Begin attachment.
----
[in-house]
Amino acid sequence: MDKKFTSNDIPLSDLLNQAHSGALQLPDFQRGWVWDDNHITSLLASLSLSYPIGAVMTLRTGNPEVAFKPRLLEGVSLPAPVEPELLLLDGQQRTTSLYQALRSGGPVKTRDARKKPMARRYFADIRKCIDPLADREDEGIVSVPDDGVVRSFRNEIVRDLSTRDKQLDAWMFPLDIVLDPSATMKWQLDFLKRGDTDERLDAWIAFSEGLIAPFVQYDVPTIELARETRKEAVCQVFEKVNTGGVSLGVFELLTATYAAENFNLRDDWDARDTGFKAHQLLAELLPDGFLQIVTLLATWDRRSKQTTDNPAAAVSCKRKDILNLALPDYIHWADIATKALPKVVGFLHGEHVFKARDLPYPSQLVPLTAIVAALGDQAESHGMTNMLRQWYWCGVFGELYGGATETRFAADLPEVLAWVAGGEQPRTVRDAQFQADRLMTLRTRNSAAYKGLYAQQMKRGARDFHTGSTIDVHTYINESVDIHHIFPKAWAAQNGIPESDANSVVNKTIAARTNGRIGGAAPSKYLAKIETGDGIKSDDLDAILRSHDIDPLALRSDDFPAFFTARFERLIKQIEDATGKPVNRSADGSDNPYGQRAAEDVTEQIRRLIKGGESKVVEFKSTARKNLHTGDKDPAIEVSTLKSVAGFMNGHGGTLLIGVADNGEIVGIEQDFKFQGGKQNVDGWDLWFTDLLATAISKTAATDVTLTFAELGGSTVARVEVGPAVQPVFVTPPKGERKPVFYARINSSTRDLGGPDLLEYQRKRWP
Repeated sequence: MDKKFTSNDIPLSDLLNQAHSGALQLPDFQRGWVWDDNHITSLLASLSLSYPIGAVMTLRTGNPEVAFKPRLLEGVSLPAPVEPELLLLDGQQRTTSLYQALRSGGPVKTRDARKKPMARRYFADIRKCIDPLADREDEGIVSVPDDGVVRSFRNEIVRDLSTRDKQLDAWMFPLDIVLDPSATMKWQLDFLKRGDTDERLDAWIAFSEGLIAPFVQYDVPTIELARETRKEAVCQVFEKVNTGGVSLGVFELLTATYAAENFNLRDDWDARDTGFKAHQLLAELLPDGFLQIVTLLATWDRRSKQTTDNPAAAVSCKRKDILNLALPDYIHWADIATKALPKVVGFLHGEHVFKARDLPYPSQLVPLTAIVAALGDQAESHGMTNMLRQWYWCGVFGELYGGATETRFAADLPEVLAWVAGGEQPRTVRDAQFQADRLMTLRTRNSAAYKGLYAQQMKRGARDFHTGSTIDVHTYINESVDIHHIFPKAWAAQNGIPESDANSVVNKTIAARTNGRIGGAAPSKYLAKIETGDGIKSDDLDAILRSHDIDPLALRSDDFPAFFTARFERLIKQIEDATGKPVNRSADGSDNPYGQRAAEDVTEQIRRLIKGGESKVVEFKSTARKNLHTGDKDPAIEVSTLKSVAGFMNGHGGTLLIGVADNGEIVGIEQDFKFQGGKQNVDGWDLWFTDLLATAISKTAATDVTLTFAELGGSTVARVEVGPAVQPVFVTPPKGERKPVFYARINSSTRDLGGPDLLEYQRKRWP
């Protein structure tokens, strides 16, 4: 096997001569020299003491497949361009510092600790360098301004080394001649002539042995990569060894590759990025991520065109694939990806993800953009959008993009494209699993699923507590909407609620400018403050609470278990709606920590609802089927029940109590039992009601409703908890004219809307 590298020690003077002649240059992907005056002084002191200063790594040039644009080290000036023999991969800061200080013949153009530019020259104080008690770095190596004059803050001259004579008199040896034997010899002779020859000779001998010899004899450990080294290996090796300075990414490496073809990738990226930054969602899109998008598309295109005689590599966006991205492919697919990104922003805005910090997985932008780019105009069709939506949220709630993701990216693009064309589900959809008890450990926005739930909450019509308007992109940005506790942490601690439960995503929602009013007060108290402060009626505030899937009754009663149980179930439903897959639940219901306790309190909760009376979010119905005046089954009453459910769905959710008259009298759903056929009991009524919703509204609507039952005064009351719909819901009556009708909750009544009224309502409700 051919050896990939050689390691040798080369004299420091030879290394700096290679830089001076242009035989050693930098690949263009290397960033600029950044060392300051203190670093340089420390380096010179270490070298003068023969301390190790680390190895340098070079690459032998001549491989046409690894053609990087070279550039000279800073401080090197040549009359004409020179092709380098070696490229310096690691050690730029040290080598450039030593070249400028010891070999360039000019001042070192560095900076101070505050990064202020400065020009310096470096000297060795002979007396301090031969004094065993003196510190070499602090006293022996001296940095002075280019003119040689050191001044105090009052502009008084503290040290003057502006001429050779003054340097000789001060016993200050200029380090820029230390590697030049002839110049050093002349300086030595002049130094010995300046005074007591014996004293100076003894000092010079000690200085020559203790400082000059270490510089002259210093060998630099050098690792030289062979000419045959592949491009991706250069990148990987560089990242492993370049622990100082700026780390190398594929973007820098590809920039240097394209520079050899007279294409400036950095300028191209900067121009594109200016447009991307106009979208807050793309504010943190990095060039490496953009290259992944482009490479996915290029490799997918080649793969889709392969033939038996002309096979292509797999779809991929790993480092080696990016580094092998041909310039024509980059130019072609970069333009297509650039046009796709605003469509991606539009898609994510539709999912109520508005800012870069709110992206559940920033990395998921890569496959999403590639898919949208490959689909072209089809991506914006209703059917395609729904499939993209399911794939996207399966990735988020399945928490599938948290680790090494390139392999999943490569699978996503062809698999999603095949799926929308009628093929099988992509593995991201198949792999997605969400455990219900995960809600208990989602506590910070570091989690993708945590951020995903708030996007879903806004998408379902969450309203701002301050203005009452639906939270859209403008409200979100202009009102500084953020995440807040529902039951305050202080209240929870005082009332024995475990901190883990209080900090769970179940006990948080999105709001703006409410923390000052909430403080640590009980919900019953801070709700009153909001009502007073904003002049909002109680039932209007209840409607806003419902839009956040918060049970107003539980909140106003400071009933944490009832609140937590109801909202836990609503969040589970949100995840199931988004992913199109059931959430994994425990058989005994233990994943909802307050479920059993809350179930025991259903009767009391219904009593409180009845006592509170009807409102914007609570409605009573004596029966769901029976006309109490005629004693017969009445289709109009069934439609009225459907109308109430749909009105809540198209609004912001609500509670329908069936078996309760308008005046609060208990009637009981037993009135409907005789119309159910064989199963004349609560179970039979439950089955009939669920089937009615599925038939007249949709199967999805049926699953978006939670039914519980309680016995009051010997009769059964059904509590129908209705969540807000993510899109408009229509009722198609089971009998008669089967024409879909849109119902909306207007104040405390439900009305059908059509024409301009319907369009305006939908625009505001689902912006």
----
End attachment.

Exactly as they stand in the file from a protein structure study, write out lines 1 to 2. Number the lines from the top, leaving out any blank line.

[in-house]
Amino acid sequence: MDKKFTSNDIPLSDLLNQAHSGALQLPDFQRGWVWDDNHITSLLASLSLSYPIGAVMTLRTGNPEVAFKPRLLEGVSLPAPVEPELLLLDGQQRTTSLYQALRSGGPVKTRDARKKPMARRYFADIRKCIDPLADREDEGIVSVPDDGVVRSFRNEIVRDLSTRDKQLDAWMFPLDIVLDPSATMKWQLDFLKRGDTDERLDAWIAFSEGLIAPFVQYDVPTIELARETRKEAVCQVFEKVNTGGVSLGVFELLTATYAAENFNLRDDWDARDTGFKAHQLLAELLPDGFLQIVTLLATWDRRSKQTTDNPAAAVSCKRKDILNLALPDYIHWADIATKALPKVVGFLHGEHVFKARDLPYPSQLVPLTAIVAALGDQAESHGMTNMLRQWYWCGVFGELYGGATETRFAADLPEVLAWVAGGEQPRTVRDAQFQADRLMTLRTRNSAAYKGLYAQQMKRGARDFHTGSTIDVHTYINESVDIHHIFPKAWAAQNGIPESDANSVVNKTIAARTNGRIGGAAPSKYLAKIETGDGIKSDDLDAILRSHDIDPLALRSDDFPAFFTARFERLIKQIEDATGKPVNRSADGSDNPYGQRAAEDVTEQIRRLIKGGESKVVEFKSTARKNLHTGDKDPAIEVSTLKSVAGFMNGHGGTLLIGVADNGEIVGIEQDFKFQGGKQNVDGWDLWFTDLLATAISKTAATDVTLTFAELGGSTVARVEVGPAVQPVFVTPPKGERKPVFYARINSSTRDLGGPDLLEYQRKRWP